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Hume, Kathryn, 1945-
Aggressive fictions : reading the contemporary American novel / Kathryn Hume
Alternate Title Reading the contemporary American novel
Ithaca : Cornell University Press, c2012
book jacket
Location Call Number Status
 4th Floor  PS374.A38 H86 2012    AVAILABLE
Subject(s) Aggressiveness in literature
American fiction -- 20th century -- History and criticism
American fiction -- 21st century -- History and criticism
Aversion in literature
Physical Description xiii, 200 p. ; 24 cm
Note Includes bibliographical references (p. [185]-193) and index
Contents The author-reader contract -- The narrative speed in contemporary fiction -- Modalities of complaint -- Conjugations of the grotesque -- Violence -- Attacking the reader's ontological assumptions -- Why read aggressive fictions?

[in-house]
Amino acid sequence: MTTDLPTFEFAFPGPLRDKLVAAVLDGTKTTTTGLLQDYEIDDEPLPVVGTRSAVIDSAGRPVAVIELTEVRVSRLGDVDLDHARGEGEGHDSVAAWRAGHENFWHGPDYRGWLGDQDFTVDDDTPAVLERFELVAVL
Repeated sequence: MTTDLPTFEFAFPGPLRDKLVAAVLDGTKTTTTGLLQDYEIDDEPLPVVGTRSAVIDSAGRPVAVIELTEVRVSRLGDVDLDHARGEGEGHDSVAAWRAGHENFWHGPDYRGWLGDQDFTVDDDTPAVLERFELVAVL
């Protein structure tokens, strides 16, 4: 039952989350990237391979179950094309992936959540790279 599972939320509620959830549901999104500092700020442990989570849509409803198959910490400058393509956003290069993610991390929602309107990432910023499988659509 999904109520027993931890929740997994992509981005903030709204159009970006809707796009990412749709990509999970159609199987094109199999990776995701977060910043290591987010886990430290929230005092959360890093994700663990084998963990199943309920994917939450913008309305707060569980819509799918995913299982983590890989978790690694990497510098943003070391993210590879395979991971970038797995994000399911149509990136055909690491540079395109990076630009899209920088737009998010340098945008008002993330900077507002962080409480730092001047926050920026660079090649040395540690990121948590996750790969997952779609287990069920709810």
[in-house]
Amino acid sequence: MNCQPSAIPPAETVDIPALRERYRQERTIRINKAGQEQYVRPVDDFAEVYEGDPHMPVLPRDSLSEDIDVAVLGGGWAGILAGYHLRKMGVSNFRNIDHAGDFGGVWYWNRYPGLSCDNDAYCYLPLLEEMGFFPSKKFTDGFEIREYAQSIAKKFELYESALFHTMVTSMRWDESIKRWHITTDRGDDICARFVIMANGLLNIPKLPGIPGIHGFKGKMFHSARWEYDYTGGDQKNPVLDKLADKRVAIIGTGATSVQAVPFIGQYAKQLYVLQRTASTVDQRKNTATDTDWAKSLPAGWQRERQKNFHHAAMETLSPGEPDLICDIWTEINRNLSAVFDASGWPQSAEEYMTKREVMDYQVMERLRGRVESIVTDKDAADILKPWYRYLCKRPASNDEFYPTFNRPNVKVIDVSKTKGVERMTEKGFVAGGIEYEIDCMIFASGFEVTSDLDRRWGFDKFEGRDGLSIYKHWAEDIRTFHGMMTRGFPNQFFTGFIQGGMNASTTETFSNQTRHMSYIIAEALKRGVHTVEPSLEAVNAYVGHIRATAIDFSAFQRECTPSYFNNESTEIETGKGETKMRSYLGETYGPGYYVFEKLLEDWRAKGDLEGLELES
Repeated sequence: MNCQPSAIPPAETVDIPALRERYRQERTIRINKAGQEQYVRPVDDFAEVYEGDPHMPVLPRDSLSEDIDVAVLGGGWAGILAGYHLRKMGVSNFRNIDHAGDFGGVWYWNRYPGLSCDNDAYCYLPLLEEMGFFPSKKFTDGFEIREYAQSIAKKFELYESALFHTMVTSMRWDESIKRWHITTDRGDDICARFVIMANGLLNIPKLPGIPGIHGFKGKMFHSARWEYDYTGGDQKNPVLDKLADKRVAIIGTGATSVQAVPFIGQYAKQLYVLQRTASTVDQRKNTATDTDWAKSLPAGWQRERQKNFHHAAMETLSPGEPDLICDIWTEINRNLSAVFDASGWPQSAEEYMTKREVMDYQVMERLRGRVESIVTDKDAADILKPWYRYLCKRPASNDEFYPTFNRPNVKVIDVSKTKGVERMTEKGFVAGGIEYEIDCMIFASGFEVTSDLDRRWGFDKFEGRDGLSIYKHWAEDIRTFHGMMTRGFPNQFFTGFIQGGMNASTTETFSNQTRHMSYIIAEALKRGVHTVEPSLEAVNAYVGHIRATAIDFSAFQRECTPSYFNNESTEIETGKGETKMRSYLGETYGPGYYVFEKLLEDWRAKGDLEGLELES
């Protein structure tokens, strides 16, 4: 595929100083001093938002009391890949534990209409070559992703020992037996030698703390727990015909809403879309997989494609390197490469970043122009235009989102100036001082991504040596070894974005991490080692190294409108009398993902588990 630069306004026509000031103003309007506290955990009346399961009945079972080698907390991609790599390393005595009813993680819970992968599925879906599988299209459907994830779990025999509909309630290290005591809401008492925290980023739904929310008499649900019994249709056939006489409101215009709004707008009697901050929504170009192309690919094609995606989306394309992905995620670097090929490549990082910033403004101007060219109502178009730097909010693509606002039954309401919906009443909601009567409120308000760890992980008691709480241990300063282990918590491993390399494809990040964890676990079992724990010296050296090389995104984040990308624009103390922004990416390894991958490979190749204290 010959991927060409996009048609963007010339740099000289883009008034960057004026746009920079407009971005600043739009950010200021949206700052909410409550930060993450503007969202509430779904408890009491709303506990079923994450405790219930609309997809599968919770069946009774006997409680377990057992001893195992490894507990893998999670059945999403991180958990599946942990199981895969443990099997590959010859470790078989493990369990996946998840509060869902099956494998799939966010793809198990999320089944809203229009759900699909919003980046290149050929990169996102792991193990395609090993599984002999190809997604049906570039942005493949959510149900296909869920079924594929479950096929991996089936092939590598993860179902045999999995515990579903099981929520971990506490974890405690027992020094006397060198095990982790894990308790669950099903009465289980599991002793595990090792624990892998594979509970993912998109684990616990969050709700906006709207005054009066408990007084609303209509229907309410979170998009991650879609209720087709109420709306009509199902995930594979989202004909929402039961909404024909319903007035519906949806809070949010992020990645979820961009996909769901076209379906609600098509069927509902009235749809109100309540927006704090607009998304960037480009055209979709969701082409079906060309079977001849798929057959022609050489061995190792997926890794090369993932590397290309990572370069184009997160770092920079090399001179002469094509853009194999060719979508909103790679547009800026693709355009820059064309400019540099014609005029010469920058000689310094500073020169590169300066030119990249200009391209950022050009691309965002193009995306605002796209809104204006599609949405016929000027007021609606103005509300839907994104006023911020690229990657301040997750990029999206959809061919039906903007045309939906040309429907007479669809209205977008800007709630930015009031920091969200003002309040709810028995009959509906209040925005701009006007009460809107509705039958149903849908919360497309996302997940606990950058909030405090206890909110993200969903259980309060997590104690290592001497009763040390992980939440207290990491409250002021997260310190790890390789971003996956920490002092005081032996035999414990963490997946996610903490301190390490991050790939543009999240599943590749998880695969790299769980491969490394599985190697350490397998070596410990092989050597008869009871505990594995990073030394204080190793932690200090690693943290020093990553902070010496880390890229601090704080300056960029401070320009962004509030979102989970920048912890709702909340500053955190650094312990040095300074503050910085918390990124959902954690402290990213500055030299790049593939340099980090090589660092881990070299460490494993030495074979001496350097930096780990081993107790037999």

Summary A frequent complaint against contemporary American fiction is that too often it puts off readers in ways they find difficult to fathom. Books such as Bret Easton Ellis's American Psycho, Katherine Dunn's Geek Love, and Don DeLillo's Underworld seem determined to upset, disgust, or annoy their readers--or to disorient them by shunning traditional plot patterns and character development. Kathryn Hume calls such works "aggressive fiction." Why would authors risk alienating their readers--and why should readers persevere? Looking beyond the theory-based justifications that critics often provide for such fiction, Hume offers a commonsense guide for the average reader who wants to better understand and appreciate books that might otherwise seem difficult to enjoy. In her reliable and sympathetic guide, Hume considers roughly forty works of recent American fiction, including books by William Burroughs, Kathy Acker, Chuck Palahniuk, and Cormac McCarthy. Hume gathers "attacks" on the reader into categories based on narrative structure and content. Writers of some aggressive fictions may wish to frustrate easy interpretation or criticism. Others may try to induce certain responses in readers. Extreme content deployed as a tactic for distancing and alienating can actually produce a contradictory effect: for readers who learn to relax and go with the flow, the result may well be exhilaration rather than revulsion. -- Book jacket

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